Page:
However, we need better and larger studies before concluding there is a definite benefit compared to optimal medical therapy.

Thus far, the recommendations have been pretty mundane: exercise, stress reduction and a good night’s sleep is good advice for all, thus boring.

Seriously Bad Advice From Quacks Mixed In With Reasonable Advice

In order to keep reader’s interest (and reach 45 things) Reader’s Digest is going to need to add seriously bad advice.

My patient had circled #34. “I mix magnesium powder into my water. If sufficient magnesium is present in the body, cholesterol will not be produced in excess.”

This bizarre and totally unsubstantiated practice was recommended by Carolyn Dean MD, ND.

What do we know about Dr. Dean?

-She was declared unfit to practice medicine and her registration revoked by the College of Physicians and Surgeons of Ontario in 1995. From quackwatch.org :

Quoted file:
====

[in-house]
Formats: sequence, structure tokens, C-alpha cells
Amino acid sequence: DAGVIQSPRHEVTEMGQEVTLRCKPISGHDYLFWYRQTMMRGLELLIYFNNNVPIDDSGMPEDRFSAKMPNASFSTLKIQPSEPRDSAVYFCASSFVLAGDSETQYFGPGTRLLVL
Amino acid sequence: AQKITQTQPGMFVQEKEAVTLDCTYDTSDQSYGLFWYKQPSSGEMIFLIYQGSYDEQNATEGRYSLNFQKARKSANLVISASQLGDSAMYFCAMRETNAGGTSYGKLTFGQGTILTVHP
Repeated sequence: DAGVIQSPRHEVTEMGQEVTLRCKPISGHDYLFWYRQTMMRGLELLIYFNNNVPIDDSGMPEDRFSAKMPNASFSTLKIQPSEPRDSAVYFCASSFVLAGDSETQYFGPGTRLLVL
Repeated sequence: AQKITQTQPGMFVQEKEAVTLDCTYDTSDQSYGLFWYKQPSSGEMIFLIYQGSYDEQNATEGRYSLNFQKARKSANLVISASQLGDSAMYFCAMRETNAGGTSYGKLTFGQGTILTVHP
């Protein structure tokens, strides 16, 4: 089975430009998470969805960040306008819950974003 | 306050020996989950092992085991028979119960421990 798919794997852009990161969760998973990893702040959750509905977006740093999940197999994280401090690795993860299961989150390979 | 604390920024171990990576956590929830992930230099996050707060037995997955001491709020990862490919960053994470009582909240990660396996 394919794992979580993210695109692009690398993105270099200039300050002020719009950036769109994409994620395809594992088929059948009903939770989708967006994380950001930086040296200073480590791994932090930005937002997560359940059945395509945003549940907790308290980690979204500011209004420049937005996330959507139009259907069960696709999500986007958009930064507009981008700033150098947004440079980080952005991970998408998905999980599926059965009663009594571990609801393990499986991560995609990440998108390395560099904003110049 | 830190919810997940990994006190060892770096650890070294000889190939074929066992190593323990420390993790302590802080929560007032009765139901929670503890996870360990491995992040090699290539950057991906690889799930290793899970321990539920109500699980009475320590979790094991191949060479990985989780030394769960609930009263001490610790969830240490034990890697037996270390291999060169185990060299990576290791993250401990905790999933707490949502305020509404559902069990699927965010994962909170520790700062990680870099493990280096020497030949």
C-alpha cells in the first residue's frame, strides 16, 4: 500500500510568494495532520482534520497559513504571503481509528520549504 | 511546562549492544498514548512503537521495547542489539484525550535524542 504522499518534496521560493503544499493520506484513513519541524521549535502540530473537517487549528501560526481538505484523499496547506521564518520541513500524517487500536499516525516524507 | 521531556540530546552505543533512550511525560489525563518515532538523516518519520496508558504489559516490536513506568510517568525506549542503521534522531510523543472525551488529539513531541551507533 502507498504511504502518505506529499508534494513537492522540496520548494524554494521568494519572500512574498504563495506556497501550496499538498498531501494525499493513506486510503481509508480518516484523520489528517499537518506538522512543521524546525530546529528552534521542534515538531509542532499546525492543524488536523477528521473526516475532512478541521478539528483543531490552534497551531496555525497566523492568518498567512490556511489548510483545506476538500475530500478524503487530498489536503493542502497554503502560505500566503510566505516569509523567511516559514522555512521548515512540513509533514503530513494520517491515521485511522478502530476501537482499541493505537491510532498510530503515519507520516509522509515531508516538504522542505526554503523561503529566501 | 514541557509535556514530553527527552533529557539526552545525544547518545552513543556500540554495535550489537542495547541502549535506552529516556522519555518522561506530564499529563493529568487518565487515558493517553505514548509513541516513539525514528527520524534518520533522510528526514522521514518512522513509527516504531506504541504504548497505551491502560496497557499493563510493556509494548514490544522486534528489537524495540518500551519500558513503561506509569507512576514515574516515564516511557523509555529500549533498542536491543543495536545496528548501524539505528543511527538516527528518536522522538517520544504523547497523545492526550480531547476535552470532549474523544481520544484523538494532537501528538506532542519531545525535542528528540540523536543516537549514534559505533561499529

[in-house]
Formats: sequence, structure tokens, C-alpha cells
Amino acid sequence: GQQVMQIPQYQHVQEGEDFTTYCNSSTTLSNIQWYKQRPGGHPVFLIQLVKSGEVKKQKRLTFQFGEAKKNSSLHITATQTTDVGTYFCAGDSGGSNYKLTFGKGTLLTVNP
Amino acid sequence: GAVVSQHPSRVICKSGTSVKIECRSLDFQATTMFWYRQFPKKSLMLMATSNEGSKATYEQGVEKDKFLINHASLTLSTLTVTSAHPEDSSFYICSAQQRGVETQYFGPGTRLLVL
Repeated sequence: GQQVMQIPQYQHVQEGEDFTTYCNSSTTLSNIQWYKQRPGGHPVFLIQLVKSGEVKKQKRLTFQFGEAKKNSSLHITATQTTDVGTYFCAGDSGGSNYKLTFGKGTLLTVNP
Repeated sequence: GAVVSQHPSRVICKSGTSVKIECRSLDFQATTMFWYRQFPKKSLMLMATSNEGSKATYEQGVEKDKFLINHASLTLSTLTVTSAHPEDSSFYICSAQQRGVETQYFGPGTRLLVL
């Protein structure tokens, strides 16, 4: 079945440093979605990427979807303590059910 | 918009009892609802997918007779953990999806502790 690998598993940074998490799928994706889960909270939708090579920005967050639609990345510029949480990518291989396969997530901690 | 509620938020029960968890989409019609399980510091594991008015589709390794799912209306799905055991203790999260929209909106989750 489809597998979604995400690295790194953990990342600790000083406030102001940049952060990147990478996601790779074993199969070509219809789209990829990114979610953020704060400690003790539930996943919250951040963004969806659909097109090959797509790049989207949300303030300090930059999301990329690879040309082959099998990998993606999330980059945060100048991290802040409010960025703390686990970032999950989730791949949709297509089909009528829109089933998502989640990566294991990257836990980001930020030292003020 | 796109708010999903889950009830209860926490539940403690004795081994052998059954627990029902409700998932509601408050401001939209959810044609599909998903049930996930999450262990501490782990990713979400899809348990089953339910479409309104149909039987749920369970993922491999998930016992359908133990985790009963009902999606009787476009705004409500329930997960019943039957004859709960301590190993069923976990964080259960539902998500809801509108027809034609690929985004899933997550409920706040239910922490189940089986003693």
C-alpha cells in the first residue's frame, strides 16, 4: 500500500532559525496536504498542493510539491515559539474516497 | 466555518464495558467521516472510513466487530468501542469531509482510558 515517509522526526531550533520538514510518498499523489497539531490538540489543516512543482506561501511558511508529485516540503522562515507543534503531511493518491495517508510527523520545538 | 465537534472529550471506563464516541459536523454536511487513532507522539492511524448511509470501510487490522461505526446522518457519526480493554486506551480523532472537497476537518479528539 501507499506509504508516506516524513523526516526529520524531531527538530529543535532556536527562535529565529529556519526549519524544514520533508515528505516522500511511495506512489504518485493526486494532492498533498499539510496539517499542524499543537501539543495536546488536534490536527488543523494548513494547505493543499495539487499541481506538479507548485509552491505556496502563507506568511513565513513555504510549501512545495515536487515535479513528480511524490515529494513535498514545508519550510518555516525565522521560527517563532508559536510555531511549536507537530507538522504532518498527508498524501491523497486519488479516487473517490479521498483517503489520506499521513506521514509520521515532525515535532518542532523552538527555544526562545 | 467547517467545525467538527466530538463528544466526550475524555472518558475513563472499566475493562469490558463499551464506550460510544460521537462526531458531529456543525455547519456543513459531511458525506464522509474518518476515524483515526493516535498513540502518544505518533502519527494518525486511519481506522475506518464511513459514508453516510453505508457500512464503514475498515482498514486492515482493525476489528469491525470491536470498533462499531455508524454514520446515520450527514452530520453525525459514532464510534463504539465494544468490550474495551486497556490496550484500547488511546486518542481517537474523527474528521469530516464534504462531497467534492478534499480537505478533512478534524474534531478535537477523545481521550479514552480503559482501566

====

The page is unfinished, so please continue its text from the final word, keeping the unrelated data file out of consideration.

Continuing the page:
• After being notified in 1993 that a disciplinary hearing would be held, Dean relocated to New York and did not contest the charges against her.
  • Dean had used unscientific methods of testing such as hair analysis, Vega and Interro testing, iridology and reflexology as well as treatment not medically indicated and of unproven value, such as homeopathy, colonic irrigations, coffee enemas, and rotation diets.

-The initials after her name (ND, doctor of naturopathy) should be considered the second red flag of quackery. See quackwatch.org (here) and rational wiki (here) and the confessions of a former naturopath  (here ) for discussions of naturopathy. As noted at science-based medicine:

Naturopathy is a cornucopia of almost every quackery you can think of. Be it homeopathy, traditional Chinese medicine, Ayurvedic medicine, applied kinesiology, anthroposophical medicine, reflexology, craniosacral therapy, Bowen Technique, and pretty much any other form of unscientific or prescientific medicine that you can imagine, it’s hard to think of a single form of pseudoscientific medicine and quackery that naturopathy doesn’t embrace or at least tolerate.

-She has a website (Dr. Carolyn Dean, MD,ND, The Doctor of The Future) where she incessantly promotes magnesium as the cure for all ills.

-She has written a book called “The Magnesium Miracle” (hmm. wonder what that’s about).